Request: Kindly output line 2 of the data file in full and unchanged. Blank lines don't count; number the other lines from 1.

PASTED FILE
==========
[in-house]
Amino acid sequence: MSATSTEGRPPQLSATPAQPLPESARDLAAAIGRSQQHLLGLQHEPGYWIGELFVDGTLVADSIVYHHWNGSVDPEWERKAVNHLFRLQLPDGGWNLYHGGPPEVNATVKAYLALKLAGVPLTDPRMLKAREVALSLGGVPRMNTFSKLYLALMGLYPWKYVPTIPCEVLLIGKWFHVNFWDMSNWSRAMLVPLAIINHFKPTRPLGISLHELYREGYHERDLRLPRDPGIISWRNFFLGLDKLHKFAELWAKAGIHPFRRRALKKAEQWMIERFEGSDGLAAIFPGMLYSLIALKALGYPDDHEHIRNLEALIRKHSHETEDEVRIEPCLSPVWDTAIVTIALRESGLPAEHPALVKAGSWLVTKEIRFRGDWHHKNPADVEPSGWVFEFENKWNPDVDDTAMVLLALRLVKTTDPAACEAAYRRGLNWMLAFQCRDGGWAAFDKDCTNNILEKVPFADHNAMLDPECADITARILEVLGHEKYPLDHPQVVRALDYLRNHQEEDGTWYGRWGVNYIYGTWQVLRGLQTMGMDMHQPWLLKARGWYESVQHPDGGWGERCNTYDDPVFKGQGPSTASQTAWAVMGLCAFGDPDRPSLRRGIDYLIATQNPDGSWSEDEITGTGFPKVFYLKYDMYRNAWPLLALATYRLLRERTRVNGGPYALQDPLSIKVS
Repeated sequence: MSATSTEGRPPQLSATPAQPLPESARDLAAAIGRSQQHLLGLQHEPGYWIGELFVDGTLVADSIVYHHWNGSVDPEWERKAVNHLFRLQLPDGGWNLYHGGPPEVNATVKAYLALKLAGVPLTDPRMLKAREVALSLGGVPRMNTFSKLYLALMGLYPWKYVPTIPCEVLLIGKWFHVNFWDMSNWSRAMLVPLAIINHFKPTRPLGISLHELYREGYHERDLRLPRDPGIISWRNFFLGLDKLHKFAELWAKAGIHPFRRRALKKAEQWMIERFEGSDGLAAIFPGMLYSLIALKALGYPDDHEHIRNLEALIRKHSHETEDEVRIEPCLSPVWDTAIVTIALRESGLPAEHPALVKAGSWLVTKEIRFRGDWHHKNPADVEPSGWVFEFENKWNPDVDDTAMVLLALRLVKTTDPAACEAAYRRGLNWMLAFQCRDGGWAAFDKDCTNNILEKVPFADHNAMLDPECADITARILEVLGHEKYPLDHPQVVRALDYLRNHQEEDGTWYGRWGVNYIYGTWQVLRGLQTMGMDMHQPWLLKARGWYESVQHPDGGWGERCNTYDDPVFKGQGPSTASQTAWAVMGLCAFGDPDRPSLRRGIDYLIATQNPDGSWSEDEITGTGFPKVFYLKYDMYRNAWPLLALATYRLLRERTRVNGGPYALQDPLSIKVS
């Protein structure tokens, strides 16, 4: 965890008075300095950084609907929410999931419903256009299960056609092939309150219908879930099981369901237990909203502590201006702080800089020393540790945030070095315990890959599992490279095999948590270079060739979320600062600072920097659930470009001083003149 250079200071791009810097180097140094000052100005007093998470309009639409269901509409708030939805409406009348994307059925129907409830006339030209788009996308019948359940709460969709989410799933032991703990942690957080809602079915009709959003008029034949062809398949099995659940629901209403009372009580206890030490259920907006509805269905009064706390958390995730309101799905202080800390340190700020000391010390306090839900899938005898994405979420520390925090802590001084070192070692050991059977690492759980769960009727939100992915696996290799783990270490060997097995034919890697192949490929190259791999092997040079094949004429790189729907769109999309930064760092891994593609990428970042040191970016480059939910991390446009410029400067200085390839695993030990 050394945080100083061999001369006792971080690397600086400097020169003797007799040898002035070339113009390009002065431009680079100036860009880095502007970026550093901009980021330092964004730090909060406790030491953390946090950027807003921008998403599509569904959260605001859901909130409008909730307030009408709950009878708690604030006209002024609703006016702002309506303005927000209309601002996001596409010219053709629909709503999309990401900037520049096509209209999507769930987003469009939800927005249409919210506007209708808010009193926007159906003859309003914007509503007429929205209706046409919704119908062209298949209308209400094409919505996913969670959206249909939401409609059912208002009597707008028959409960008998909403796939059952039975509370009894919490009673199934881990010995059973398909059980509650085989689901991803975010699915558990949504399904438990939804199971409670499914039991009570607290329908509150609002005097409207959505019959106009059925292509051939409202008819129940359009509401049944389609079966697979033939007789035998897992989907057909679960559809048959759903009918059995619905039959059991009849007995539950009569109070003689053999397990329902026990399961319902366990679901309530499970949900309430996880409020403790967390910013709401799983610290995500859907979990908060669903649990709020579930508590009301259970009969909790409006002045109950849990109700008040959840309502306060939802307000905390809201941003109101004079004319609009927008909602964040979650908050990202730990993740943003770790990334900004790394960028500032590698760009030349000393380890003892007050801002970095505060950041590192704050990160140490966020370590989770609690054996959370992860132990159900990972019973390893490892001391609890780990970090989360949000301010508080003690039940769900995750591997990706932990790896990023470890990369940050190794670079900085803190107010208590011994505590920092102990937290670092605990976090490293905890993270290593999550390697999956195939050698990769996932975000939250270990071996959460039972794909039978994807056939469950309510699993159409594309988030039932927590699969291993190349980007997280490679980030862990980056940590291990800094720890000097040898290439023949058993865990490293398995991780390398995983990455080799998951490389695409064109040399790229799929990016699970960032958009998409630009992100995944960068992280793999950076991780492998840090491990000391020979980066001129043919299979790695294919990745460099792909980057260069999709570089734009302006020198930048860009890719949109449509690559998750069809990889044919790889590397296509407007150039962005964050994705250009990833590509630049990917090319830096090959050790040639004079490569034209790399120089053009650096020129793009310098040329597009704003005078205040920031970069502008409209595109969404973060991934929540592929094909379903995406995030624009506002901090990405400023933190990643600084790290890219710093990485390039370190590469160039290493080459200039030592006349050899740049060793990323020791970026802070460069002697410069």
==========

Amino acid sequence: MSATSTEGRPPQLSATPAQPLPESARDLAAAIGRSQQHLLGLQHEPGYWIGELFVDGTLVADSIVYHHWNGSVDPEWERKAVNHLFRLQLPDGGWNLYHGGPPEVNATVKAYLALKLAGVPLTDPRMLKAREVALSLGGVPRMNTFSKLYLALMGLYPWKYVPTIPCEVLLIGKWFHVNFWDMSNWSRAMLVPLAIINHFKPTRPLGISLHELYREGYHERDLRLPRDPGIISWRNFFLGLDKLHKFAELWAKAGIHPFRRRALKKAEQWMIERFEGSDGLAAIFPGMLYSLIALKALGYPDDHEHIRNLEALIRKHSHETEDEVRIEPCLSPVWDTAIVTIALRESGLPAEHPALVKAGSWLVTKEIRFRGDWHHKNPADVEPSGWVFEFENKWNPDVDDTAMVLLALRLVKTTDPAACEAAYRRGLNWMLAFQCRDGGWAAFDKDCTNNILEKVPFADHNAMLDPECADITARILEVLGHEKYPLDHPQVVRALDYLRNHQEEDGTWYGRWGVNYIYGTWQVLRGLQTMGMDMHQPWLLKARGWYESVQHPDGGWGERCNTYDDPVFKGQGPSTASQTAWAVMGLCAFGDPDRPSLRRGIDYLIATQNPDGSWSEDEITGTGFPKVFYLKYDMYRNAWPLLALATYRLLRERTRVNGGPYALQDPLSIKVS